Frequently Asked Questions
How does the case get back into court? Is it presented by the Conviction Integrity Group?
We primarily work with inmates whose appeals are either completely or mostly exhausted. The Conviction Integrity Group will complete an exhaustive background check on all the jury members in your case. We then compile the information we find for you to take to your attorney. Your attorney would then file a motion for a new trial based on the information we find. At that point, we work with your attorney to make sure they have all of the information they need to make the motion. At the request of your counsel, one of our Private Investigators may be called to testify.
Does the family need to provide documents to get started with the process?
It is easier and cheaper if the inmate or their family provide copies of documents we need. There is a document collection fee that can range from a few hundred dollars to a couple thousand dollars for us to collect the documents. This depends on whether or not the jury questionnaires are public record, or if we have to hire an attorney in your state to subpoena the documents.
Why isn't this used more often if juror bias is a violation of your 6th Amendment?
If you are convicted of murder of a police officer, and one of the jurors is married to a police officer, that could be a reason for your counsel to dismiss the juror for bias. However, if that juror answered on their questionnaire that no one in their family is a police officer, this is an example of a violation of the 6th Amendment. Motions for a new trial based on jury bias is a very complicated procedure and not all appellate attorneys are familiar with the process. In addition to that, Juror bias is usually used only as a last resort because the information can be subjective. In the previous example, a judge could rule that this juror may have lied on their questionnaire, but maintain that the juror could have remained unbiased. Whereas a different judge in a different court could rule completely differently on the same set of circumstances. We always caution that while this is a means to try and get back into court, it is in no way guaranteed to work.
How will I know if you can help my loved one?
Our services are guaranteed. We guarantee that we will find information of jury bias. If we do not, you only owe us half the fee to compensate for our time and diligence in compiling the information. Whether or not the bias information we find is helpful to your loved one or not is up to your attorney, and ultimately the judge.
Does an inmate have to be innocent for you to work on their case?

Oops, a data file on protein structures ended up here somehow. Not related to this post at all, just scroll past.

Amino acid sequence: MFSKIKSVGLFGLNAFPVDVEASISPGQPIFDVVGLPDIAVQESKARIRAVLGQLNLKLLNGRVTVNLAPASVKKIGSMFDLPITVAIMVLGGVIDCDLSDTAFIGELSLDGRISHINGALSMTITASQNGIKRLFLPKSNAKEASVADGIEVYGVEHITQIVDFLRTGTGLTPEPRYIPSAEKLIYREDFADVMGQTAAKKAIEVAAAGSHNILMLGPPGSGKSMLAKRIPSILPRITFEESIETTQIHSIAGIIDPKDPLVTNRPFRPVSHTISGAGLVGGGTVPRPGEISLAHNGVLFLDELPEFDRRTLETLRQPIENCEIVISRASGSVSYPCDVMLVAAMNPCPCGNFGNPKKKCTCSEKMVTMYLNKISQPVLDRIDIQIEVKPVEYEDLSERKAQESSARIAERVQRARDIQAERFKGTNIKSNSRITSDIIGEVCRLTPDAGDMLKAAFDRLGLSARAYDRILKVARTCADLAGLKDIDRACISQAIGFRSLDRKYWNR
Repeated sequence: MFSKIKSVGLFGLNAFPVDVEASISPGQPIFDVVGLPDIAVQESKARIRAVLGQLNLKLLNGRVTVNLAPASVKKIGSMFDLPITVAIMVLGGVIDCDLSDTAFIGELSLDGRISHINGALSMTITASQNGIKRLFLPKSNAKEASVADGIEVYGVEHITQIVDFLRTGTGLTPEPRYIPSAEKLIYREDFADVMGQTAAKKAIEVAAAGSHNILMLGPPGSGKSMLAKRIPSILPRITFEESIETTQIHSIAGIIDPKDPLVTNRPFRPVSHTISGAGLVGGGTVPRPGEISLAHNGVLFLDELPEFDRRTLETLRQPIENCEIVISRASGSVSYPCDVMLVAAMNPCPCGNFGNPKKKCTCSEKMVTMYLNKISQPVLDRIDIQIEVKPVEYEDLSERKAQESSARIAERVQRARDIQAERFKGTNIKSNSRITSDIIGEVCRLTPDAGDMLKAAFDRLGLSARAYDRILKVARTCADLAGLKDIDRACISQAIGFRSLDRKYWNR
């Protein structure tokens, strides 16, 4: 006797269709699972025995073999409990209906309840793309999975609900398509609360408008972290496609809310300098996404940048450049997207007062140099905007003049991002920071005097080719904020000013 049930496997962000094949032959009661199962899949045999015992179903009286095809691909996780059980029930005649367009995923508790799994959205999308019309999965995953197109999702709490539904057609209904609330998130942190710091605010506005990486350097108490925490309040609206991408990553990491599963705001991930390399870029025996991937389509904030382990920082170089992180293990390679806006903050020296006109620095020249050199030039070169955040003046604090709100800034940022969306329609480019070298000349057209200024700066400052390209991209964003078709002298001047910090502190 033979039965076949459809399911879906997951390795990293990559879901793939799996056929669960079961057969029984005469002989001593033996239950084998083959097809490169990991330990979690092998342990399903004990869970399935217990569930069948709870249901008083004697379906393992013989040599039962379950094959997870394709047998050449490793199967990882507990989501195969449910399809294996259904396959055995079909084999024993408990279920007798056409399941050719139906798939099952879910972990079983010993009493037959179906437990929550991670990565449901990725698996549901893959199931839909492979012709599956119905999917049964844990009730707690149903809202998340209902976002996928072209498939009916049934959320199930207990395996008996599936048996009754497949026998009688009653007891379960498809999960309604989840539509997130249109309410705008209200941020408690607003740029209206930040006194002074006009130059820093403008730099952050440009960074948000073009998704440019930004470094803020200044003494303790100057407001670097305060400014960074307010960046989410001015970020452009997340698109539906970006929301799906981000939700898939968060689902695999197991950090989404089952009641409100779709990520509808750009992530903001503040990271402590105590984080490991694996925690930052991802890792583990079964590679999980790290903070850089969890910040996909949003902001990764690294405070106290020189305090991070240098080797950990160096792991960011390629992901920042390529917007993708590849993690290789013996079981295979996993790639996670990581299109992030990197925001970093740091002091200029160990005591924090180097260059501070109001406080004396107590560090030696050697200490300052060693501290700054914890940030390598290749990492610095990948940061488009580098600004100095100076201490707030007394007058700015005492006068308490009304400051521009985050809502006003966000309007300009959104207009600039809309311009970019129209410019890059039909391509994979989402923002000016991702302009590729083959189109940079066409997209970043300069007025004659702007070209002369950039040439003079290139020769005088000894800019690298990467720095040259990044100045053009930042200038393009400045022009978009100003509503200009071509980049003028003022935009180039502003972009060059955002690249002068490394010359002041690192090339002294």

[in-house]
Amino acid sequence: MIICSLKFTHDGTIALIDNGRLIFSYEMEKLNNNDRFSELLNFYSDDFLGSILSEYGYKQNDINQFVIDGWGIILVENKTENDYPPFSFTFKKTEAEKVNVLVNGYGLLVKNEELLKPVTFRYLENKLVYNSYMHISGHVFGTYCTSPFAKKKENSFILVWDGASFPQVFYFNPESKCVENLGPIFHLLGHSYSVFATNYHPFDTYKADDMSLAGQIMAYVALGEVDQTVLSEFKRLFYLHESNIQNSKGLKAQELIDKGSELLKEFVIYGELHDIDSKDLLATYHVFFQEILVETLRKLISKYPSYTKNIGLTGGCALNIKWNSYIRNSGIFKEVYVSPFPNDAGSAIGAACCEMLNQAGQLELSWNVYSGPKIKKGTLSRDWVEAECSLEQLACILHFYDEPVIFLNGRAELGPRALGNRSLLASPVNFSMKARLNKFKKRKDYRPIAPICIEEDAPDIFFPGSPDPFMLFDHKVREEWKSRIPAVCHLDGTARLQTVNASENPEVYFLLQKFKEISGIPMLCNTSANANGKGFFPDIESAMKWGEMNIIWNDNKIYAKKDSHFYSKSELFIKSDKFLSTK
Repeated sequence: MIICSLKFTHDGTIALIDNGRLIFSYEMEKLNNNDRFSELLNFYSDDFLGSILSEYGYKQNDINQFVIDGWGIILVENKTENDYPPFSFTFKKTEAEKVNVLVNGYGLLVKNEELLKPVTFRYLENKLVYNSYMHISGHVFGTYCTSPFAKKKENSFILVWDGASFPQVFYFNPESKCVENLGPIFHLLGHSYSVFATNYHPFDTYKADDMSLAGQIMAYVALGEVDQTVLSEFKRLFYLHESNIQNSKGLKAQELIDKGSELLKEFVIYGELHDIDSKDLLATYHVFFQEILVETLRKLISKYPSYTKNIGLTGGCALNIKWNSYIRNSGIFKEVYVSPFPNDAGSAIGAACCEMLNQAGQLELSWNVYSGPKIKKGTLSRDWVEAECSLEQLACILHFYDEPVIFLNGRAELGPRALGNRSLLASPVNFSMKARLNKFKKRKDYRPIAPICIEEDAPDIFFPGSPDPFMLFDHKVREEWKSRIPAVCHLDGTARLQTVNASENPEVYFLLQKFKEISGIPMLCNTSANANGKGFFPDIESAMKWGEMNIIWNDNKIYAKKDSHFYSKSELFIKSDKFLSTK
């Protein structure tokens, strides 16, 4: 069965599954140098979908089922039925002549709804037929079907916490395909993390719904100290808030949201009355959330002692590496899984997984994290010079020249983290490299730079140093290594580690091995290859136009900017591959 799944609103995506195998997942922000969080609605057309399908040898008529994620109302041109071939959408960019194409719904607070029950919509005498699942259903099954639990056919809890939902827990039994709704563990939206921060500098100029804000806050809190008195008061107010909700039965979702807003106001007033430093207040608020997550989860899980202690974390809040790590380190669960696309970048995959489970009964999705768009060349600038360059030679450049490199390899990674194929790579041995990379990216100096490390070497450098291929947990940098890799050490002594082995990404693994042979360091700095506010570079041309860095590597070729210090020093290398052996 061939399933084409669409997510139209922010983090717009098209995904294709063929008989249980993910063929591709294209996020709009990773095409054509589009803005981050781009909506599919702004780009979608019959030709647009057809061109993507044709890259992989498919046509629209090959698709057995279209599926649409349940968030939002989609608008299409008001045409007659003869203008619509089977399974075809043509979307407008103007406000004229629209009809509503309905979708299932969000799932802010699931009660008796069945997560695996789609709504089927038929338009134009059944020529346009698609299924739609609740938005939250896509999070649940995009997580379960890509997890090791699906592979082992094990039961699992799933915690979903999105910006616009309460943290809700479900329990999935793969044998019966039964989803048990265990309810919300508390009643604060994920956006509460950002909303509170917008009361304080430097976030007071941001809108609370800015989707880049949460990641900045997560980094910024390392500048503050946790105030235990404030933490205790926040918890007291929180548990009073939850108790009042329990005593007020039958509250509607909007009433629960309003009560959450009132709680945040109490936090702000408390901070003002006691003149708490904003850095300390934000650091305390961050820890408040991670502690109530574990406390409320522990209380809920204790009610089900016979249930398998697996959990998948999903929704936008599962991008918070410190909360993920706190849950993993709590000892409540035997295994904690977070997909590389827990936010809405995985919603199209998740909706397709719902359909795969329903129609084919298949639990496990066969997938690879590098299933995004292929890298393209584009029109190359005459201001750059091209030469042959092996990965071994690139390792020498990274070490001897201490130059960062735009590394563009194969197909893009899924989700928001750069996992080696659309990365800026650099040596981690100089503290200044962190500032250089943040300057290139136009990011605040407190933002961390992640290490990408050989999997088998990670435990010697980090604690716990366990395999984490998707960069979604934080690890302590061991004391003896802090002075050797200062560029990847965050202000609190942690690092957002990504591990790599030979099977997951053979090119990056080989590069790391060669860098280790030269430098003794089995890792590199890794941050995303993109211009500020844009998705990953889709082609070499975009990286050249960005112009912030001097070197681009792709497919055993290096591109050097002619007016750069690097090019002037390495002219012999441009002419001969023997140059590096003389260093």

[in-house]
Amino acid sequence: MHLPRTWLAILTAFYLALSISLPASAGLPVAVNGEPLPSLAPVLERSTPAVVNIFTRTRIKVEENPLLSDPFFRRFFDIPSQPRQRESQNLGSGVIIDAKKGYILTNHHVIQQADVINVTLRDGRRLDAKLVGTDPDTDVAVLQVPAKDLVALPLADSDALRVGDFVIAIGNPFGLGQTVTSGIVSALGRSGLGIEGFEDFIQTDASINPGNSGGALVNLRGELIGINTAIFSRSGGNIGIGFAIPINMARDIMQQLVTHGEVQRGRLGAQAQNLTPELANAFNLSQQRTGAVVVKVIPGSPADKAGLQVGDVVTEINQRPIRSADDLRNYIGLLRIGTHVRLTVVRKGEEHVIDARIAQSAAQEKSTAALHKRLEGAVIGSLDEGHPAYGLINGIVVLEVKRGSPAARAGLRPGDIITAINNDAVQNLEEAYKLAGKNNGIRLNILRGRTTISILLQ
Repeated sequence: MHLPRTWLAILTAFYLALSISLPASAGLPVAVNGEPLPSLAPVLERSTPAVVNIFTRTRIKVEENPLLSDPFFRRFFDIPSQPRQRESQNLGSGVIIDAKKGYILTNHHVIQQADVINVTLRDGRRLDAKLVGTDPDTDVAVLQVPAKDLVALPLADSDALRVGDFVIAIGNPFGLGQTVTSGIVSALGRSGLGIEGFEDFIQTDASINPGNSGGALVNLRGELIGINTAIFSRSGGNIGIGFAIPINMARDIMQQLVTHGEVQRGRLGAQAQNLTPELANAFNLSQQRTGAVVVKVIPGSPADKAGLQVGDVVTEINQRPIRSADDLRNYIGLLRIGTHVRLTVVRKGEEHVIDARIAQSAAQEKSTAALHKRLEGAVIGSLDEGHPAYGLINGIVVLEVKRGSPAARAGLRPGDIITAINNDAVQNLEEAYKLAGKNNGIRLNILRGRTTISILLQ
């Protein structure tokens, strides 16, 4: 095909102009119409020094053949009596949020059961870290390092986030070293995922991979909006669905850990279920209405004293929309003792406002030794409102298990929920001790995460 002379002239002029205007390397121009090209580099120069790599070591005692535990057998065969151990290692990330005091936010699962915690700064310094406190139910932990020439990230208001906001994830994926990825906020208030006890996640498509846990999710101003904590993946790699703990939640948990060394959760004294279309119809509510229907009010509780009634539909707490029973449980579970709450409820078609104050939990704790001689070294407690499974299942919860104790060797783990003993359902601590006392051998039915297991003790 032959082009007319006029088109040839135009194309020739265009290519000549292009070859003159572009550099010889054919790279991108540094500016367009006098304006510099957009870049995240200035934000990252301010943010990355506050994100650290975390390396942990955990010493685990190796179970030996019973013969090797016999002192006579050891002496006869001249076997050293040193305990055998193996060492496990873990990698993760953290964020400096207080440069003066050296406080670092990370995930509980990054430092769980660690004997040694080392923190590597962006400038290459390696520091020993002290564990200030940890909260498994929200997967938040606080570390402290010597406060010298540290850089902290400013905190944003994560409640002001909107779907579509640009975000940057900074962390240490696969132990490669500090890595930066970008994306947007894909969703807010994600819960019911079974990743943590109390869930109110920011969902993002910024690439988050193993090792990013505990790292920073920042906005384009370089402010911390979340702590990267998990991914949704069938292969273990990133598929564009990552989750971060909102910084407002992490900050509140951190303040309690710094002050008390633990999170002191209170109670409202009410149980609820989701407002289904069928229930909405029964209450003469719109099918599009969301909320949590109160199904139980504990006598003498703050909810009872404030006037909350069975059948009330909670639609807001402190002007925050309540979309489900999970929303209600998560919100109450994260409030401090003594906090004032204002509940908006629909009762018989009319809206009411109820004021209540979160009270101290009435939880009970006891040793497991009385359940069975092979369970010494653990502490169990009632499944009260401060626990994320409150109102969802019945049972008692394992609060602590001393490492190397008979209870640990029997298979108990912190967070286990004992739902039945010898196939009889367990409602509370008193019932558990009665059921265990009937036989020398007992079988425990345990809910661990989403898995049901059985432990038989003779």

No, absolutely not. The Constitution of the United States guarantees everyone a fair trial by an impartial jury of their peers. This means that everyone, innocent or guilty, deserves to be treated equally under the Constitution. If the trial was unfair, i.e. a juror had a bias that they did not reveal, then that would be an unfair trial. So we work with all inmates, regardless of their guilt or innocence, to make sure that happened.
Can the jurors be investigated before the trial?
Although it is possible for jurors to be investigated before the trial, this is not our specialty. However, if your attorney would like to utilize our jury investigation services, have them contact us today.
What happens to the jurors that aren't truthful?
Jurors take an oath to be truthful and uphold the law. This means that the information they provide on the questionnaire is sworn to be truthful. If they lie, then that is considered perjury and may be prosecuted. That ultimately is up to the District Attorney as to whether or not they want to prosecute them. In most cases they are not, but it always remains a possibility.
Do you accept cases on a pro bono status?
Every case is evaluated separately. We mainly work on for-profit cases. However, we have been known to perform some services pro bono for the right case. Contact Us today to schedule a consultation to discuss your case.
What happens if you don't find evidence of jury bias, but do find evidence of jury misconduct? And what is the difference?
While we investigate these jurors for jury bias, it is possible that we find evidence or jury misconduct. While this doesn’t happen very often, jury misconduct can be much more serious than a jury bias. We would work with your attorney to turn over all of the information we discovered, and of course work with them throughout the appeal process to ensure all of the information is turned over to the court. The difference between jury bias and jury misconduct is simply that jury bias is intentionally omitting or lying about their past, their experience, or their relationships. Jury misconduct is an action taken by a jury member that was outside of the scope of the jury instructions, such as talking to the media about the case while they’re under sequester.
Do you work with attorneys in any other capacity?
Yes, our Private Investigators work with appellate attorneys to investigate cases on appeal, including interviewing potential and previous witnesses, meeting with inmates to gather additional information, and doing background checks of key players in a trial post-conviction. If you or your attorney would be interested in talking with us about that, please Contact Us and let us know.